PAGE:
So you decided how much you’re going to pay your kids, what it will be based on, and how you’ll have them divvy up their money. But what about the practical here – how exactly are you going to pay them?
After all, if you’re like me, you may or may not have cash for an allowance payment on you every week. Or maybe you always have cash on you, and the easiest thing will be to hand it to your kids every Friday. It could be the allowance is the same amount every week, and so an automatic transfer into a kids account will help you be consistent. Or maybe you want to pay per chore, meaning you need a more flexible option.
Today I’m going to cover the major methods of paying allowance, talk about some of the pros and cons of each one, and point you at some helpful sites to get you started.
Cash Is King (Or Is It?)
Cash just can’t be beat for little kids, who love to feel and touch their money, as well as see it pile up in the piggy bank. Intangible money management can be a hard concept to grasp for a child who’s just learned the difference between a $1 and $5 bill, and so cash can be the way to go.
If you’re one of those people who always carries cash on you, this can be easy too! Every week you just take some money out of your wallet and hand it over, helping your child divide it into those spend/save/give categories we talked about earlier.
The disadvantage of cash is that it’s the past – not the future. That is to say, people used to spend much more using cash than they do today, and paying by debit/credit or smartphone is only growing in popularity. By the time our children are adults, it’s more than likely this trend will only have increased. So although cash can be a great tool for younger kids, and to help kids really see, feel, and experience the reality of spending money, eventually you might want to transition to a virtual payment method.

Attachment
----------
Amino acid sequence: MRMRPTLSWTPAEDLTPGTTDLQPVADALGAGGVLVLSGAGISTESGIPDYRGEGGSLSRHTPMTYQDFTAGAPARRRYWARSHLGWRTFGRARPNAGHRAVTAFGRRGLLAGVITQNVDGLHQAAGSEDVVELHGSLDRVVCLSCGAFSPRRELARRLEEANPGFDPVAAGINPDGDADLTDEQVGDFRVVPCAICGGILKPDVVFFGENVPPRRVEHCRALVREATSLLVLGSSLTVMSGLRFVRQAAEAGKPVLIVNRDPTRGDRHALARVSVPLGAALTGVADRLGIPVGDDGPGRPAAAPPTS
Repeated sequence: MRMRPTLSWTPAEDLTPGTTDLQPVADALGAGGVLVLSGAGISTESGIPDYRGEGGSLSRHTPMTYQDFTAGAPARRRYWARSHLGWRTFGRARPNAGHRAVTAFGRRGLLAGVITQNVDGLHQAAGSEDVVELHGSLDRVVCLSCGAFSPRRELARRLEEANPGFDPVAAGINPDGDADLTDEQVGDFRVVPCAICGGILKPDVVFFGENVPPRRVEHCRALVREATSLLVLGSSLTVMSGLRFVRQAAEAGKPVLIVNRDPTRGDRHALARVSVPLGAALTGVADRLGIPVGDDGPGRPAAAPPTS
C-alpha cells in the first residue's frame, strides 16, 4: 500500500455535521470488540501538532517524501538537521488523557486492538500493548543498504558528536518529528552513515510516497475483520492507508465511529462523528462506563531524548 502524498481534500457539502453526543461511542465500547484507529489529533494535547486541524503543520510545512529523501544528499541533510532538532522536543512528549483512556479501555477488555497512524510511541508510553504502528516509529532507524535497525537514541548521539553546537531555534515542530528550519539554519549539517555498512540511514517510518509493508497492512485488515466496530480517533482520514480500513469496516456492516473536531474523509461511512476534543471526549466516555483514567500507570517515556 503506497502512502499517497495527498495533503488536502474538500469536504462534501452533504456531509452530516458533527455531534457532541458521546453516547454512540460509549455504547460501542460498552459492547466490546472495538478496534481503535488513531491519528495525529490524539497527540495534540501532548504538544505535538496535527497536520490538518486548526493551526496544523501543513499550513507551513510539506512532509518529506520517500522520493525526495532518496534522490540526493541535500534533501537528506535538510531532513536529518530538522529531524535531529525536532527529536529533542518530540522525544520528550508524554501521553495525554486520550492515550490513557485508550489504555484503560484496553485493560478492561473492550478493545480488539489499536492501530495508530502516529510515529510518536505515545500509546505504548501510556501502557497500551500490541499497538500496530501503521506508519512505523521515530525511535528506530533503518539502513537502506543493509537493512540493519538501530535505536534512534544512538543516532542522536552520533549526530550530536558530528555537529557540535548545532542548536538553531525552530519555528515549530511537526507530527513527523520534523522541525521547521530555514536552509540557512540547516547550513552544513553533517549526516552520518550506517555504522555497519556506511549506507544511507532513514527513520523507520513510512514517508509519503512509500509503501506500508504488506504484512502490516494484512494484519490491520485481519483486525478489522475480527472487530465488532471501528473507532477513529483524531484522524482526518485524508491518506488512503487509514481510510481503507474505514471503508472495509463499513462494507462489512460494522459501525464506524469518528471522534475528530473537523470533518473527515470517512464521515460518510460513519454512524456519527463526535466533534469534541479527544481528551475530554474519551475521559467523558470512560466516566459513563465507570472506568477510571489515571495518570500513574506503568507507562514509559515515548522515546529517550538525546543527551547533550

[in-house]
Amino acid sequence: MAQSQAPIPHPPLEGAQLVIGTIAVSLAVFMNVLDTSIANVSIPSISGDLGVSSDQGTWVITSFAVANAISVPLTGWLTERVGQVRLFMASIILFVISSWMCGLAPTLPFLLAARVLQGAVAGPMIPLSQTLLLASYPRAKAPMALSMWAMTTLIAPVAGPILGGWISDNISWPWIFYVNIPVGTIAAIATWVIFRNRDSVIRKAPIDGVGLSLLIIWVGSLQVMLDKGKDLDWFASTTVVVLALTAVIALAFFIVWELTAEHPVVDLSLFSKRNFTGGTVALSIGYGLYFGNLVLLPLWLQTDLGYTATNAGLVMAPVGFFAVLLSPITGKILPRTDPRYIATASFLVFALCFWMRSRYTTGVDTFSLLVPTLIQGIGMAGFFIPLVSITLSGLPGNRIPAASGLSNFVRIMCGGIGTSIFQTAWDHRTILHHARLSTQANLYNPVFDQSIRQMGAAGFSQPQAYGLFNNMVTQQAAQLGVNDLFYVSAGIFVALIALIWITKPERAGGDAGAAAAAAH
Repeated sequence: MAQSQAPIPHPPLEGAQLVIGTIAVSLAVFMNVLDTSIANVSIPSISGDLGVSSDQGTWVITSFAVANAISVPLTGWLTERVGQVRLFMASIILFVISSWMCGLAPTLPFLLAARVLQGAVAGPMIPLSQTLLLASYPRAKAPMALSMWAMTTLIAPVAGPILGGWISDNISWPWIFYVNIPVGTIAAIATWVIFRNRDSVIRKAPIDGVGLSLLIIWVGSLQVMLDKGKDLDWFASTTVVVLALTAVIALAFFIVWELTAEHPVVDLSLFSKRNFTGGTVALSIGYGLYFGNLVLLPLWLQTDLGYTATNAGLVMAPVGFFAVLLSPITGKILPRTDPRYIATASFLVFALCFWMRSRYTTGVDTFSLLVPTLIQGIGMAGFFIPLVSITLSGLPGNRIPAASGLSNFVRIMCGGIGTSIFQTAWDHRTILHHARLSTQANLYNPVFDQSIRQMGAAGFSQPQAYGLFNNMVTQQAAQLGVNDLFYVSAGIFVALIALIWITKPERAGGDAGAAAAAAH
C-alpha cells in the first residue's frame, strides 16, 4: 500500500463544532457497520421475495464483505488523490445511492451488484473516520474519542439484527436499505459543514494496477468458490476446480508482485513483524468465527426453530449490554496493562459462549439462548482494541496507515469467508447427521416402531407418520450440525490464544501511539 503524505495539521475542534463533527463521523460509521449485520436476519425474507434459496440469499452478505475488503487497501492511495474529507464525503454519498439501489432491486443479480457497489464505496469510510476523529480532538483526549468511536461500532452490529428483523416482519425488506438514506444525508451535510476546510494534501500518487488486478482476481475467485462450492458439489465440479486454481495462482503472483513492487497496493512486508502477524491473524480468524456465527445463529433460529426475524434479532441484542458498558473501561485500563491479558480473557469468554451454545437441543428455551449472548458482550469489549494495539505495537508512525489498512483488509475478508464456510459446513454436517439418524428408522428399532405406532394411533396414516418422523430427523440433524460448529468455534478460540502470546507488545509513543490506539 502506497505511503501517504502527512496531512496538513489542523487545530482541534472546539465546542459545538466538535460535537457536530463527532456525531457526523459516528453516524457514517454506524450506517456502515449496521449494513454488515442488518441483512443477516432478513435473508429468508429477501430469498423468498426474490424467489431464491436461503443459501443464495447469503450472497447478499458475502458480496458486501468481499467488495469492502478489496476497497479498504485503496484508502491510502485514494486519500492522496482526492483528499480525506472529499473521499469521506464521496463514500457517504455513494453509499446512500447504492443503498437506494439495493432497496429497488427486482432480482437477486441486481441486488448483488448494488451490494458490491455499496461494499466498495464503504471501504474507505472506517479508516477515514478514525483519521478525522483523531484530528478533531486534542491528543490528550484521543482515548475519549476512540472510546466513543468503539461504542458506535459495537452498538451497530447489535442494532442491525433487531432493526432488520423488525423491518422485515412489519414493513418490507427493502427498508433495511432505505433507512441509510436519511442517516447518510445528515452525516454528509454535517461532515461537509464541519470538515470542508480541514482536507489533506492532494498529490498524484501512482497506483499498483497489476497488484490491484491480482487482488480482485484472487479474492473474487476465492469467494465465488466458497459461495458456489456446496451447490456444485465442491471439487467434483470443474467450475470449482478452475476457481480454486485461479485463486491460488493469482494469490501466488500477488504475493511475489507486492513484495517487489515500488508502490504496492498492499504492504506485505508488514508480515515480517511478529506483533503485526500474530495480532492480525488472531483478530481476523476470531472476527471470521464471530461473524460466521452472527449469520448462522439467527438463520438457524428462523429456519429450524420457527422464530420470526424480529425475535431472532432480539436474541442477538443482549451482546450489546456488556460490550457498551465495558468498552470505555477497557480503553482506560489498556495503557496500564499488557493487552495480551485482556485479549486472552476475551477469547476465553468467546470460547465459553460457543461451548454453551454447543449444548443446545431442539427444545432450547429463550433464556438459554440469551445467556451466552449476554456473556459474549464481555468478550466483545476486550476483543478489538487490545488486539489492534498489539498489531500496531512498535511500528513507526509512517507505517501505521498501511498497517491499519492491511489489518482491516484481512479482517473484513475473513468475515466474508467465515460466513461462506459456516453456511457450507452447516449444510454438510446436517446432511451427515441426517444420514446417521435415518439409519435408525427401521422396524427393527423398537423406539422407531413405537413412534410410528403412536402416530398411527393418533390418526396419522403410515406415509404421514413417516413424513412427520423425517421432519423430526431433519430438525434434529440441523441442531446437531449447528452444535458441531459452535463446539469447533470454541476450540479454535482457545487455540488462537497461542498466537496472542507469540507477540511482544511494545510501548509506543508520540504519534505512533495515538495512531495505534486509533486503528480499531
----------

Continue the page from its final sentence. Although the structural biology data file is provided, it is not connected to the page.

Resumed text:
Kids Savings Accounts
Now, when I was a kid, we had these passbook savings accounts from our local bank. You would walk into the physical bank, hand the teller your passbook and your money, and they would print in the book just how much you have now. Oh, and they would also print out just how much in sweet, sweet interest you earned. Then you would get a lollypop and head on out. All in all, it was a pretty fun experience.
Nowadays they still offer those passbook accounts, but honestly they pay almost no interest. Unless you’re chipping in a bit of manual interest from the bank of mom and dad, they’re not likely to learn the value of keeping money at the bank. But there are online kids accounts you can use to automatically transfer their allowance money.
This is the method I currently use. I have some savings accounts with Capital One, and they have kids accounts that earn 1% interest. It’s not the highest amount on earth, but it’s really convenient for me. I have automatic transfers every week into their accounts, for their set allowance amounts, but I can also really easily move extra money into their accounts using the app on my phone. I always have my phone with me (unlike cash…), so it takes seconds to do a transfer or check their balances if there’s something they want to buy.
It works in reverse too – when they want to buy something online, I buy it with my credit card and then transfer money out of their account and into mine to cover the purchase. Since my two boys receiving allowances right now are older (16 and 12), they often want to buy something from Amazon or from Steam with their money. This requires my money – but soon I’ll be moving onto the third option, which should give them some more spending freedom.
For more on different kids account options, be sure to check out this article.
The advantage of this is that it’s free and easy. I don’t pay any account management fees, unlike some of the options I’m going to cover next, or any fees at all for their accounts. In terms of ease, I can check their balances, transfer money to/from, and see their accounts in just minutes. Heck, I even have opened CD’s with Capital One under their names with their longer-term savings, and I can see those in the app too.
The disadvantage is that this is a less tangible way of saving, and so might not work as well as cash for younger kids. It also can be a bit tricky if you want to use three separate account for the three categories (spend, save, give) versus have them all together and manage them yourself. All in all, though, this is a good option for ages ten through teen.